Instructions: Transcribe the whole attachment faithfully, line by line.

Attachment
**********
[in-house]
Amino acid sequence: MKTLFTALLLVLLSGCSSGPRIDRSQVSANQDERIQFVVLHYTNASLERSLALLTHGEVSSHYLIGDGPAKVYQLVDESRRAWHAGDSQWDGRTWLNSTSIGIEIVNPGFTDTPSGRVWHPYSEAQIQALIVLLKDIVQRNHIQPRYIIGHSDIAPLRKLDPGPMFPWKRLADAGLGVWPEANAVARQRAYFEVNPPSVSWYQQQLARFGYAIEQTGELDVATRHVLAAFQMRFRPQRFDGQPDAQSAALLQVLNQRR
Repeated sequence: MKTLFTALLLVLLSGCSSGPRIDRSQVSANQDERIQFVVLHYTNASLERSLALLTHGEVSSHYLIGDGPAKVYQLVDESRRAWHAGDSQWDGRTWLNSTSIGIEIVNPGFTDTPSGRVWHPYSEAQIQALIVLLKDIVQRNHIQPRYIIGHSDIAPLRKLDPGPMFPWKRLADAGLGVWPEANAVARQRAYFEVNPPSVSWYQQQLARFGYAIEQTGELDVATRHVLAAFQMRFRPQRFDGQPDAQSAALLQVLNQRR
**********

[in-house]
Amino acid sequence: MKTLFTALLLVLLSGCSSGPRIDRSQVSANQDERIQFVVLHYTNASLERSLALLTHGEVSSHYLIGDGPAKVYQLVDESRRAWHAGDSQWDGRTWLNSTSIGIEIVNPGFTDTPSGRVWHPYSEAQIQALIVLLKDIVQRNHIQPRYIIGHSDIAPLRKLDPGPMFPWKRLADAGLGVWPEANAVARQRAYFEVNPPSVSWYQQQLARFGYAIEQTGELDVATRHVLAAFQMRFRPQRFDGQPDAQSAALLQVLNQRR
Repeated sequence: MKTLFTALLLVLLSGCSSGPRIDRSQVSANQDERIQFVVLHYTNASLERSLALLTHGEVSSHYLIGDGPAKVYQLVDESRRAWHAGDSQWDGRTWLNSTSIGIEIVNPGFTDTPSGRVWHPYSEAQIQALIVLLKDIVQRNHIQPRYIIGHSDIAPLRKLDPGPMFPWKRLADAGLGVWPEANAVARQRAYFEVNPPSVSWYQQQLARFGYAIEQTGELDVATRHVLAAFQMRFRPQRFDGQPDAQSAALLQVLNQRR